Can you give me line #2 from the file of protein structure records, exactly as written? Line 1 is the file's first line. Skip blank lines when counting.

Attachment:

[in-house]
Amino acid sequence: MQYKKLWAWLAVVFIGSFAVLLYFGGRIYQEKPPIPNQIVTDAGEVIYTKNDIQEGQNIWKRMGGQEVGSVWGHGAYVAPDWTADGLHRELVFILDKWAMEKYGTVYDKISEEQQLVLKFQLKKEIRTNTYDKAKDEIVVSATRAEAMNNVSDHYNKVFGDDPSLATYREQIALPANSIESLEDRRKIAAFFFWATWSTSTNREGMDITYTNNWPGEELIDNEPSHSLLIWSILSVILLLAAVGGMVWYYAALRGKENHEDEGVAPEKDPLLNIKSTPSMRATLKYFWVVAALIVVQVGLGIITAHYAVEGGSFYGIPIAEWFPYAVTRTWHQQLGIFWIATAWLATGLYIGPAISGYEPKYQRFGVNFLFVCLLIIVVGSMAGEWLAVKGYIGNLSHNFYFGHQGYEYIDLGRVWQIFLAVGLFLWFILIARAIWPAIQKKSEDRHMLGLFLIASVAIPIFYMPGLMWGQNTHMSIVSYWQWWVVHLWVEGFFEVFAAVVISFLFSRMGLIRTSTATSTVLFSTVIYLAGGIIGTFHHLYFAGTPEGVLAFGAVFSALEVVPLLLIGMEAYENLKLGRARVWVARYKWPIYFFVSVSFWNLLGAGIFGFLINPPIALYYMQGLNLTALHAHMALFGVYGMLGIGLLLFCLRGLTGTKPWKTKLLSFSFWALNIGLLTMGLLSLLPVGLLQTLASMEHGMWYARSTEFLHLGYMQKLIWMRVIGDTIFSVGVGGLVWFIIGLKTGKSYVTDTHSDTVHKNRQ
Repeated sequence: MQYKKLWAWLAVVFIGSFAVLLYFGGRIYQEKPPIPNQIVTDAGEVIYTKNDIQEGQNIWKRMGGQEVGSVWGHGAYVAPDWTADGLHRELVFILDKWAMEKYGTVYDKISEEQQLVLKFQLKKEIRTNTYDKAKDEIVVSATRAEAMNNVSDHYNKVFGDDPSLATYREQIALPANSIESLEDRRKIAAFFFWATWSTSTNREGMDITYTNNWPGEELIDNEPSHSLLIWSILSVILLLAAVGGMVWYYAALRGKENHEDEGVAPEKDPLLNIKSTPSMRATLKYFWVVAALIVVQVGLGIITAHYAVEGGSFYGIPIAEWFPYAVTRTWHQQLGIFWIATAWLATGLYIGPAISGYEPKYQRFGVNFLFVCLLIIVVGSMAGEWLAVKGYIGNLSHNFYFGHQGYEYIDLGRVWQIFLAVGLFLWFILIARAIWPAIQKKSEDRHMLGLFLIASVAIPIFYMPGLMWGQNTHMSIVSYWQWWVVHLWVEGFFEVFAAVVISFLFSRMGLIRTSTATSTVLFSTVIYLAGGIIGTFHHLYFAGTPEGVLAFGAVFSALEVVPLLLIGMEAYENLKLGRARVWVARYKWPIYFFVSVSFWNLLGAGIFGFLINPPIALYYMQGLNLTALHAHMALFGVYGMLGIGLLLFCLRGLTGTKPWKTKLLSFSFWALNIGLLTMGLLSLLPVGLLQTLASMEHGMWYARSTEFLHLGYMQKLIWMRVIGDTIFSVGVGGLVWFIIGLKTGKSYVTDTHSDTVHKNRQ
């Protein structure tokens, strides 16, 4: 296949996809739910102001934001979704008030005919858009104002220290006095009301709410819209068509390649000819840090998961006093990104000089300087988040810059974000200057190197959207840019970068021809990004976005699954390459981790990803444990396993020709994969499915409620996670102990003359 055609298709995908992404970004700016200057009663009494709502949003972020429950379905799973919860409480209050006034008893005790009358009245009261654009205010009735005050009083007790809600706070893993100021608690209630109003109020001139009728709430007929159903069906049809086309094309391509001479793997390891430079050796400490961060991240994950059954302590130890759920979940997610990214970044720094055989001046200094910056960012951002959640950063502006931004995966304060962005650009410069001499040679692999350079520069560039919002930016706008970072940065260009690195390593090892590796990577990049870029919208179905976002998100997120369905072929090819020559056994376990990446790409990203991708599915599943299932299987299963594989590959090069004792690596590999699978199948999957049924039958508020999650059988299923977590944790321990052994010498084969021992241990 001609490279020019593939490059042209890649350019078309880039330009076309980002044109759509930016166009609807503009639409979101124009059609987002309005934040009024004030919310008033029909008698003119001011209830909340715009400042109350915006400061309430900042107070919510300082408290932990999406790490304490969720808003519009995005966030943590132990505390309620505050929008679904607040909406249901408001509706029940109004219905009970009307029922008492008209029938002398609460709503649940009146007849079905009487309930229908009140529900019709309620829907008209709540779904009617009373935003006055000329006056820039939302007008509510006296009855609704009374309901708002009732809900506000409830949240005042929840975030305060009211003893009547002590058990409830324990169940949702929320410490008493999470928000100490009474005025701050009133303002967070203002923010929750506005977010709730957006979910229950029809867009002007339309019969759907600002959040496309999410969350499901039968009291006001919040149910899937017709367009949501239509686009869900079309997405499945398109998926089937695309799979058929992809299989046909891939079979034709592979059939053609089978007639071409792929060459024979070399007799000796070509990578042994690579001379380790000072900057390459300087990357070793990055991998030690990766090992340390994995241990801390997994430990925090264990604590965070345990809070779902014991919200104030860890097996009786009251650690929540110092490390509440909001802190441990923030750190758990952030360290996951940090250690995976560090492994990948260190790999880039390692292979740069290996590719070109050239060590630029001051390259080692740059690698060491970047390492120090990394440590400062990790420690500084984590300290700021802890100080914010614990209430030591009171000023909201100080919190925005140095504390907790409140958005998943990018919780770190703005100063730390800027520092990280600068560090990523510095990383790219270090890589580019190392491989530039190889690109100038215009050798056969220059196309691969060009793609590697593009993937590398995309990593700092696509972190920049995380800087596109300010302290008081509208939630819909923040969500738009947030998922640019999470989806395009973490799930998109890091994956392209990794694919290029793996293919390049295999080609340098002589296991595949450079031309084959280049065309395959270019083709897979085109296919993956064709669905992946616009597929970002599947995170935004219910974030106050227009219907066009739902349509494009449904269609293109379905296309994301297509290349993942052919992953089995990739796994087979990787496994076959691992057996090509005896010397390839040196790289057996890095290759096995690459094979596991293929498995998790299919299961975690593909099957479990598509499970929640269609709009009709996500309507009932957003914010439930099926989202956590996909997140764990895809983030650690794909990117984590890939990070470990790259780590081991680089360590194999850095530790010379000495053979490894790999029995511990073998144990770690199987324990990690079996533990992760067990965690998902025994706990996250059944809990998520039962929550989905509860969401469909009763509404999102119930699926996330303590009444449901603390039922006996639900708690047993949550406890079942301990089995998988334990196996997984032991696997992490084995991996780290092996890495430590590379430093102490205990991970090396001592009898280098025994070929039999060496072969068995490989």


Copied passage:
Amino acid sequence: MQYKKLWAWLAVVFIGSFAVLLYFGGRIYQEKPPIPNQIVTDAGEVIYTKNDIQEGQNIWKRMGGQEVGSVWGHGAYVAPDWTADGLHRELVFILDKWAMEKYGTVYDKISEEQQLVLKFQLKKEIRTNTYDKAKDEIVVSATRAEAMNNVSDHYNKVFGDDPSLATYREQIALPANSIESLEDRRKIAAFFFWATWSTSTNREGMDITYTNNWPGEELIDNEPSHSLLIWSILSVILLLAAVGGMVWYYAALRGKENHEDEGVAPEKDPLLNIKSTPSMRATLKYFWVVAALIVVQVGLGIITAHYAVEGGSFYGIPIAEWFPYAVTRTWHQQLGIFWIATAWLATGLYIGPAISGYEPKYQRFGVNFLFVCLLIIVVGSMAGEWLAVKGYIGNLSHNFYFGHQGYEYIDLGRVWQIFLAVGLFLWFILIARAIWPAIQKKSEDRHMLGLFLIASVAIPIFYMPGLMWGQNTHMSIVSYWQWWVVHLWVEGFFEVFAAVVISFLFSRMGLIRTSTATSTVLFSTVIYLAGGIIGTFHHLYFAGTPEGVLAFGAVFSALEVVPLLLIGMEAYENLKLGRARVWVARYKWPIYFFVSVSFWNLLGAGIFGFLINPPIALYYMQGLNLTALHAHMALFGVYGMLGIGLLLFCLRGLTGTKPWKTKLLSFSFWALNIGLLTMGLLSLLPVGLLQTLASMEHGMWYARSTEFLHLGYMQKLIWMRVIGDTIFSVGVGGLVWFIIGLKTGKSYVTDTHSDTVHKNRQ